The first of these would contain all of our community centers and
parks maintenance staff divided by geographic sector; the other
division would house citywide recreation, aquatics, golf and environmental
stewardship programs. Some of Sand Point Magnuson Park staff would
be absorbed by other divisions.
The proposed reorganization would save about $500,000. But more
than saving money, I believe this new leaner management structure
will help us work more efficiently, while improving communication
That still leaves $2.5 to $4.5 million in additional cuts. In order
to minimize the impact on services to the public, we will likely
reduce administrative costs even more. However, a cut of this size
will likely mean scaling back hours at community centers, streamlining
our park maintenance, reducing the number of vehicles we use, and
adding modest increases in user fees.
We welcome your suggestions that can help us operate more efficiently
or at lower costs. Please feel free to contact Grace Harris, Parks
Budget Manager, at (206) 684-8005 or email@example.com
We want to take the "easy" reductions and preserve services
as much as possible.
GATES GRANT FOR COMMUNITY LEARNING CENTERS
Not all the financial news is bad. In the good news category is
the recent award by the Gates Foundation of $2.8 million to the
YMCA, which will work with the Parks Department and Seattle Public
Schools to develop more Community Learning Centers (CLCs).
The YMCA, Seattle Parks and Recreation, and Seattle Public Schools
have jointly developed these successful youth development and achievement
programs. YMCA and Parks currently operate CLCs at three Seattle
middle schools: Aki Kurose, Meany and Denny, with one at Mercer
scheduled to open later this year.
With the Gates grant, the program will be expanded to seven total
schools. CLCs offer a variety of after-school activities for middle
school students to help build academic, social and personal skills,
while encouraging parents and the community at large to become more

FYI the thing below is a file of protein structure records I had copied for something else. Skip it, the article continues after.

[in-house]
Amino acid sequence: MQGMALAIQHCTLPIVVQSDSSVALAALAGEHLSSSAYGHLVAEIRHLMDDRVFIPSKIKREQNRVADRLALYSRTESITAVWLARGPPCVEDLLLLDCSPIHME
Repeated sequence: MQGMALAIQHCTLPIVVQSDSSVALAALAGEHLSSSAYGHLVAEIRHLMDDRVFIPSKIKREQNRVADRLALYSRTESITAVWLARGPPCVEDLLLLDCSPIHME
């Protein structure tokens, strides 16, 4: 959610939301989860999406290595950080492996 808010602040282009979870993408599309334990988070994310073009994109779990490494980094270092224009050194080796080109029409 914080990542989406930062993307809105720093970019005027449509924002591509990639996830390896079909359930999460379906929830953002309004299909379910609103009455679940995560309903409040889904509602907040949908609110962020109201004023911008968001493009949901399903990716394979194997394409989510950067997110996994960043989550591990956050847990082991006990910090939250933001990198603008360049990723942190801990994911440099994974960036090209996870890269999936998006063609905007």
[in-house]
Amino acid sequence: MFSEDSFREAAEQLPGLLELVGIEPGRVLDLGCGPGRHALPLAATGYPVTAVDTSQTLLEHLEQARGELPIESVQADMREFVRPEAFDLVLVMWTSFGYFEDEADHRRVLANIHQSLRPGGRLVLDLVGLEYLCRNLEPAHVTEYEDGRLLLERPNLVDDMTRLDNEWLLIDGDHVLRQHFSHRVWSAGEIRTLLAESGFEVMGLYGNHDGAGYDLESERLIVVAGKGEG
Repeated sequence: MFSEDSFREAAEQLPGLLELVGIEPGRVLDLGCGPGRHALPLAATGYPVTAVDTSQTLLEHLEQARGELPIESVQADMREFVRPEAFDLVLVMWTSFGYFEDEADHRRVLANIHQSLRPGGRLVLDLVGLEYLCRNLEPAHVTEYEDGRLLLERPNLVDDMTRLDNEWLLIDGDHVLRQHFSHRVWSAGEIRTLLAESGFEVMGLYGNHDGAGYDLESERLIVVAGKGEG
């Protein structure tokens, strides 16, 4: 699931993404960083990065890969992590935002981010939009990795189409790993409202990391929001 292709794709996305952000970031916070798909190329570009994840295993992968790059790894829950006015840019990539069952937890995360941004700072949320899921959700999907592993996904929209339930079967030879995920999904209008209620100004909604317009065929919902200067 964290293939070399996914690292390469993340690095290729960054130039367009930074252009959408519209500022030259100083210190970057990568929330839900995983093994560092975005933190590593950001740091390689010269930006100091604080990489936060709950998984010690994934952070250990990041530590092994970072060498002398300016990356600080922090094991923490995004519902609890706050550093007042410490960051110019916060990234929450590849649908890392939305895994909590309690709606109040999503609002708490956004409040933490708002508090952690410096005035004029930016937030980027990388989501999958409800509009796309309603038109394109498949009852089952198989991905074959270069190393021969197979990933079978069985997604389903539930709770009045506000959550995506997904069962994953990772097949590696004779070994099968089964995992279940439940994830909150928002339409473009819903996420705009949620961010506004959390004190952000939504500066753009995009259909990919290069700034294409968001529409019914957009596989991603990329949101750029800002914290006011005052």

involved in the lives of children.
PARK BOARD RECOMMENDS KEEPING EXISTING FIELD LIGHTS ON TIL 11
At its April 25 meeting, the Board of Park Commissioners recommended
approval of the Joint Athletic Facilities Development Program (JAFDP).
The board also recommended approving the Department's policies on
sports participation and field use and scheduling, and field lighting
design guidelines. The Board recommended that the Department close
fields with existing lights at 11 p.m. (instead of the 10 p.m. staff
recommendation), and develop criteria for closing times at fields
that will receive new lights. The criteria should consider the number
of residents affected, the location of arterial roads, and vegetation
buffers. The closing time for newly lit fields would be determined
on a field-by-field basis. The Board also recommended revisiting
the field use and scheduling policy in one year, after new lighted
projects are on board and we have actual data on the increased capacity
In recommending approval of the JAFDP, the Board added Jefferson
Park and removed the West Magnolia north playfield from the list
of fields scheduled to receive lights and synthetic turf.
I will consult with the Mayor before finalizing the policies. I
will also send the latest version of the JAFDP to the Mayor for
his review. He will then make a recommendation to the City Council,
which will adopt the plan by resolution.
I will be in touch soon.